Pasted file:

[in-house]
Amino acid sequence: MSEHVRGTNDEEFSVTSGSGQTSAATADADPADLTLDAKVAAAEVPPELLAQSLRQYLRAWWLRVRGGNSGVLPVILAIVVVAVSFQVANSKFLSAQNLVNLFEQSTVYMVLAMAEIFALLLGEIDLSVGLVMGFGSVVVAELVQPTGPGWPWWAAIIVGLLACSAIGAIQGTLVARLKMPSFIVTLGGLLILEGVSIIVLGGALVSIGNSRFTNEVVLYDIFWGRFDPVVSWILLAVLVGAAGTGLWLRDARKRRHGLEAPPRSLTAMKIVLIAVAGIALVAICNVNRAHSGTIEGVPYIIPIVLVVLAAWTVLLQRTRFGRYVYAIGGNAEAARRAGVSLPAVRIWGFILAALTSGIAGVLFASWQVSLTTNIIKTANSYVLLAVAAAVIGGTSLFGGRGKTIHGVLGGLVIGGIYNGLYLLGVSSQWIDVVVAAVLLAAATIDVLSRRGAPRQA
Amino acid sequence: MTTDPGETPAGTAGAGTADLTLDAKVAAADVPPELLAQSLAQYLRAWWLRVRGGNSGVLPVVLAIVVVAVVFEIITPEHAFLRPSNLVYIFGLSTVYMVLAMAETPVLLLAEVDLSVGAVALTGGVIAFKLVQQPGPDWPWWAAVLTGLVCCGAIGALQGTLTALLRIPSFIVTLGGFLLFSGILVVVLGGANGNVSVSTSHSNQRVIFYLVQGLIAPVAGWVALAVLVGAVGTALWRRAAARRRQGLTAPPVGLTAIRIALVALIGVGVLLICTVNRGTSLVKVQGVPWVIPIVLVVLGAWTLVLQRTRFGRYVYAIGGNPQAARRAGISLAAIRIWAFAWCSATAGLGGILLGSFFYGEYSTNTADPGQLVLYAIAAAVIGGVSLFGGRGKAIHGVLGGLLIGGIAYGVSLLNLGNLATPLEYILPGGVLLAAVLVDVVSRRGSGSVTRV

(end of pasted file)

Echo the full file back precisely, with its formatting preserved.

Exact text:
[in-house]
Amino acid sequence: MSEHVRGTNDEEFSVTSGSGQTSAATADADPADLTLDAKVAAAEVPPELLAQSLRQYLRAWWLRVRGGNSGVLPVILAIVVVAVSFQVANSKFLSAQNLVNLFEQSTVYMVLAMAEIFALLLGEIDLSVGLVMGFGSVVVAELVQPTGPGWPWWAAIIVGLLACSAIGAIQGTLVARLKMPSFIVTLGGLLILEGVSIIVLGGALVSIGNSRFTNEVVLYDIFWGRFDPVVSWILLAVLVGAAGTGLWLRDARKRRHGLEAPPRSLTAMKIVLIAVAGIALVAICNVNRAHSGTIEGVPYIIPIVLVVLAAWTVLLQRTRFGRYVYAIGGNAEAARRAGVSLPAVRIWGFILAALTSGIAGVLFASWQVSLTTNIIKTANSYVLLAVAAAVIGGTSLFGGRGKTIHGVLGGLVIGGIYNGLYLLGVSSQWIDVVVAAVLLAAATIDVLSRRGAPRQA
Amino acid sequence: MTTDPGETPAGTAGAGTADLTLDAKVAAADVPPELLAQSLAQYLRAWWLRVRGGNSGVLPVVLAIVVVAVVFEIITPEHAFLRPSNLVYIFGLSTVYMVLAMAETPVLLLAEVDLSVGAVALTGGVIAFKLVQQPGPDWPWWAAVLTGLVCCGAIGALQGTLTALLRIPSFIVTLGGFLLFSGILVVVLGGANGNVSVSTSHSNQRVIFYLVQGLIAPVAGWVALAVLVGAVGTALWRRAAARRRQGLTAPPVGLTAIRIALVALIGVGVLLICTVNRGTSLVKVQGVPWVIPIVLVVLGAWTLVLQRTRFGRYVYAIGGNPQAARRAGISLAAIRIWAFAWCSATAGLGGILLGSFFYGEYSTNTADPGQLVLYAIAAAVIGGVSLFGGRGKAIHGVLGGLLIGGIAYGVSLLNLGNLATPLEYILPGGVLLAAVLVDVVSRRGSGSVTRV